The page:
Chicago slaps PlayStation users with expansion of 9 percent amusement tax

Chicago slaps PlayStation users with expansion of 9 percent amusement tax

PlayStation users will now see an extra 9 percent tax applied to some purchases on the platform.

Sony has agreed to comply with Chicago’s amusement tax, leaving PlayStation users to face an extra 9 percent tax on streaming and rental services, effective Nov. 14. This latest expansion of the city’s amusement tax will apply to purchases such as rentals, but not full sales of games.

The city’s amusement tax used to mostly apply to purchases of concert and sporting event tickets. However, the Chicago Department of Finance ruled in 2015 that the tax covered streaming services such as Netflix, Hulu and Spotify. This expansion of the amusement tax is commonly dubbed the “Netflix tax” or the “cloud tax.” In addition to being regressive, it is also likely illegal.

The Liberty Justice Center, the Illinois Policy Institute’s litigation partner, sued on behalf of online streaming service customers to stop implementation of the tax after its expansion in 2015. The Liberty Justice Center argued that the tax was illegal and unconstitutional under state and federal law. Federal law, namely the 1998 Internet Tax Freedom Act, prohibits states, counties and municipalities from levying taxes that discriminate against electronic commerce.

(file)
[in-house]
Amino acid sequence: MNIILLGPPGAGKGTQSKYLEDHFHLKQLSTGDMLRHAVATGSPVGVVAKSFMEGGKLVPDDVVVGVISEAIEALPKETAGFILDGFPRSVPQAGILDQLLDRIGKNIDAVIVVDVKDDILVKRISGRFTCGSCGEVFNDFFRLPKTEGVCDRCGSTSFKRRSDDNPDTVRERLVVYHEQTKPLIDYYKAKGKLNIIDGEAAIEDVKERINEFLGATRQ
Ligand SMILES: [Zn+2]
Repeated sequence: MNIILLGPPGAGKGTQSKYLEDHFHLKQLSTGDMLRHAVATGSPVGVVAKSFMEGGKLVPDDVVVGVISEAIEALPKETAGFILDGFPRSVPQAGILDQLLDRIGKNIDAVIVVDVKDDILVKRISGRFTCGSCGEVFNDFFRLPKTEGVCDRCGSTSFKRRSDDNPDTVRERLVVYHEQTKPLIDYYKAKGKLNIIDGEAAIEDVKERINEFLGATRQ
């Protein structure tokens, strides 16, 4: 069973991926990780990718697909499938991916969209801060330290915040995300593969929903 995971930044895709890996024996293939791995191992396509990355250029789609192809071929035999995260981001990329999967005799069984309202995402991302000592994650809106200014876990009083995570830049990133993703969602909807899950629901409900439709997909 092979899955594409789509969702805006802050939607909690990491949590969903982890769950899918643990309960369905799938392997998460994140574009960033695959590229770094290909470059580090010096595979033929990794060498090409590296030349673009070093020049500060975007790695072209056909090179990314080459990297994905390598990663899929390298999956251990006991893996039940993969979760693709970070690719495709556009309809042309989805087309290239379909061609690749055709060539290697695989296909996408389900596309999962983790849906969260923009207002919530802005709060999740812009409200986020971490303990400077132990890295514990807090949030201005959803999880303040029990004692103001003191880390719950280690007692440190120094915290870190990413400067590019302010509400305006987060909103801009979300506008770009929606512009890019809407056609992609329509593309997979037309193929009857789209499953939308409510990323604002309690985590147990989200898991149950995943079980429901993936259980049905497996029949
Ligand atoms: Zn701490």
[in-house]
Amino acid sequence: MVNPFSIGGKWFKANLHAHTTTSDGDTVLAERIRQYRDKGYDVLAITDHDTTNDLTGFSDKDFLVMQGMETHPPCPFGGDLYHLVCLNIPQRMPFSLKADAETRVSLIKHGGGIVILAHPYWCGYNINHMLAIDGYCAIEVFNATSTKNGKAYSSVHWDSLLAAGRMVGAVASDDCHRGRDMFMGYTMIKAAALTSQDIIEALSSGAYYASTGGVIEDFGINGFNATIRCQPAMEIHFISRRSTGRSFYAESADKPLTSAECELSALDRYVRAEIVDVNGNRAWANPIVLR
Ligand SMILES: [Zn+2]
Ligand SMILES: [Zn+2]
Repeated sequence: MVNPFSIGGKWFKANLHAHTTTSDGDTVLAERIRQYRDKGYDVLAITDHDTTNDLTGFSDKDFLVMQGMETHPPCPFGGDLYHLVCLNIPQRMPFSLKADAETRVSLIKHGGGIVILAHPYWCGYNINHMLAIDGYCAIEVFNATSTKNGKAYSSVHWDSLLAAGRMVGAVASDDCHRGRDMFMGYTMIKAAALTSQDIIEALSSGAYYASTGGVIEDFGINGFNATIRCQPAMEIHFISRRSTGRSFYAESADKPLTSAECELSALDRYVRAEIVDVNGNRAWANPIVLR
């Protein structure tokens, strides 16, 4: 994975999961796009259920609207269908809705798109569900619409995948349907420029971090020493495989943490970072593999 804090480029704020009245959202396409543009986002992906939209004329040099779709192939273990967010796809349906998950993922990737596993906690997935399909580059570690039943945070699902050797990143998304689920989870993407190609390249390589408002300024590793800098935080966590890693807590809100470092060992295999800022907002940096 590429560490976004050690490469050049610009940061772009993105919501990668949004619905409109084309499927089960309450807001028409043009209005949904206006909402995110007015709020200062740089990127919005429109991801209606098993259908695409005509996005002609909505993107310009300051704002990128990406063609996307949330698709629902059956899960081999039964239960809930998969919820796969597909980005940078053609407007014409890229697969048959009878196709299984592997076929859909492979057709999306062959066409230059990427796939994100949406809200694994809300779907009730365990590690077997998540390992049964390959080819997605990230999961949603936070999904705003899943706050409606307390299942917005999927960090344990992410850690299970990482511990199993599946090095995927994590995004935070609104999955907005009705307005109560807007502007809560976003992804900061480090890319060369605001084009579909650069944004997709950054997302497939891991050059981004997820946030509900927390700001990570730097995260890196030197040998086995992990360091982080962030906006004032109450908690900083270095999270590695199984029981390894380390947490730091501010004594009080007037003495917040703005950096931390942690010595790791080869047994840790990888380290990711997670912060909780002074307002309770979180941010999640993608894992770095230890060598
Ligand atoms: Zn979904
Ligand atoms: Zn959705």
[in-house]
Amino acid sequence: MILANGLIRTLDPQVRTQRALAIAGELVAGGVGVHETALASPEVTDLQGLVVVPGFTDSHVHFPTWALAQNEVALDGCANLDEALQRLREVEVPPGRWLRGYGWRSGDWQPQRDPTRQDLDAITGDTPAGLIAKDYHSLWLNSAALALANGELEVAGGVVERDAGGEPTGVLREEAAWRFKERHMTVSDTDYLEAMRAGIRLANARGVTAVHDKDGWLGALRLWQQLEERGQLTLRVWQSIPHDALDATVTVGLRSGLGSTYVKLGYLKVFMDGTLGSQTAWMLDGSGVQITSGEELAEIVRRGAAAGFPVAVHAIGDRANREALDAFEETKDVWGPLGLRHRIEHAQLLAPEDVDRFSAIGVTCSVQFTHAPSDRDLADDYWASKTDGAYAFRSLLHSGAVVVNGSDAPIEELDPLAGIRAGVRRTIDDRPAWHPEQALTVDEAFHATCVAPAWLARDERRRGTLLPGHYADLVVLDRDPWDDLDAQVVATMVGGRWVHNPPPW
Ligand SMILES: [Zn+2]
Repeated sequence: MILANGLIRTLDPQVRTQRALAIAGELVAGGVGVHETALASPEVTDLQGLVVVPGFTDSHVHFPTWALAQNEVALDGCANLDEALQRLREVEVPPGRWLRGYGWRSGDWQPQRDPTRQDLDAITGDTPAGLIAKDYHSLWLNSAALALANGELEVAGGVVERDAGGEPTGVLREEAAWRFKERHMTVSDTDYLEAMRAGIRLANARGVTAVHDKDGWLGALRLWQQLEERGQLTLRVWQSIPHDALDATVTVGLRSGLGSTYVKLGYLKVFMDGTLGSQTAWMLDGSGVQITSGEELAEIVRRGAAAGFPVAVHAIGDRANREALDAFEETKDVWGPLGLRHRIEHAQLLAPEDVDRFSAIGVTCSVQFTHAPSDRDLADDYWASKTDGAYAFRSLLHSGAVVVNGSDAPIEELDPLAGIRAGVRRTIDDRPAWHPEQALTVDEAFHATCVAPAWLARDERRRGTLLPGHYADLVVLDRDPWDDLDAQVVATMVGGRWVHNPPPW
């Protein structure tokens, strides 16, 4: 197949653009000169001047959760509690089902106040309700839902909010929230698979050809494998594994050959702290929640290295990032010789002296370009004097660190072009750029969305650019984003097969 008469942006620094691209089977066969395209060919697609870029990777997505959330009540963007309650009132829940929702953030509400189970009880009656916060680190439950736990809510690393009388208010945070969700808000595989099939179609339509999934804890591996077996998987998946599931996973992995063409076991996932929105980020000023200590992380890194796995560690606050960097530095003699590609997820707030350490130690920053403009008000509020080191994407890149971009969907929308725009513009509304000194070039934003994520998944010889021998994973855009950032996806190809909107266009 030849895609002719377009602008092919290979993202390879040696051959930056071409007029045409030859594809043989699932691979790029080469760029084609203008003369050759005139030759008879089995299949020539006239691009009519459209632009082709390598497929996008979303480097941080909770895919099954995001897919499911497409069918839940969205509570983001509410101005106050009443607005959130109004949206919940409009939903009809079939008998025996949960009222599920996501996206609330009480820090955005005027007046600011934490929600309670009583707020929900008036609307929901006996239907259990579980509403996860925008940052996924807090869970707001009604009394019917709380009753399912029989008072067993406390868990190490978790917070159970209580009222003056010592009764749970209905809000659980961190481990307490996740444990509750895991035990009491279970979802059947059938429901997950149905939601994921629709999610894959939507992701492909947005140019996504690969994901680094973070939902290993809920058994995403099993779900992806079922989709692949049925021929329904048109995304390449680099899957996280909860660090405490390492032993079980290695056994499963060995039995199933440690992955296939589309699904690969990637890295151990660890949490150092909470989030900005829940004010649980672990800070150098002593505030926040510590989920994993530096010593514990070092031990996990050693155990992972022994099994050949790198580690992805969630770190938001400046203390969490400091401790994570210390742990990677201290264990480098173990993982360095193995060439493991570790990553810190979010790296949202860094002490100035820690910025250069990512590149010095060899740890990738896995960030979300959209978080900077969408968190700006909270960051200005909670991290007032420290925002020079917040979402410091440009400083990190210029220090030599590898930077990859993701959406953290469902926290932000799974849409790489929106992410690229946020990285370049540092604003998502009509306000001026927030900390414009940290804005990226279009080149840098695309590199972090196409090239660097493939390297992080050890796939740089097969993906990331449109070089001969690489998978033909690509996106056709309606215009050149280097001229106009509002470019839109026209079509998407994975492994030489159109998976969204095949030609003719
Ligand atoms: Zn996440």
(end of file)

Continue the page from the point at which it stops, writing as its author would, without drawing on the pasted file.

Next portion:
In Labell v. City of Chicago, a judge in May 2018 ruled in favor of the city, upholding the expansion of the amusement tax. Following the decision, the Liberty Justice Center appealed, and the case is pending before the First District Court of Appeals. Apple Inc. – which is not currently complying with the tax – filed a new legal challenge against the city in August, also on the grounds that the tax violates the Internet Tax Freedom Act.

Jeffrey Schwab, the lead attorney on Labell v. City of Chicago, said, “We think the city doesn’t have the constitutional right to do that. They tax not based on whether or not anyone used it in Chicago, but if they had a billing address in Chicago.”

Lawmakers in Springfield attempted to mimic Chicago in 2017 with a statewide tax on streaming services. State Sen. Toi Hutchinson, D-Chicago Heights, filed an amendment to Senate Bill 9 which would apply a 6.25 percent tax to cable and satellite TV, along with streaming services such as Netflix and Spotify. However, the final version passed through the General Assembly did not include her amendment’s language.

Among the top 15 cities, Chicago takes the top spot in an analysis of taxes and fees. The city’s amusement tax is already unpopular with Chicagoans and its endless expansion continues to increase an already high tax burden. The City Council should take steps to rein in rampant taxation by decreasing the layers of taxation Chicagoans encounter – possibly by putting the expansion of the amusement tax to a vote, rather than accepting a decree from the Department of Finance.

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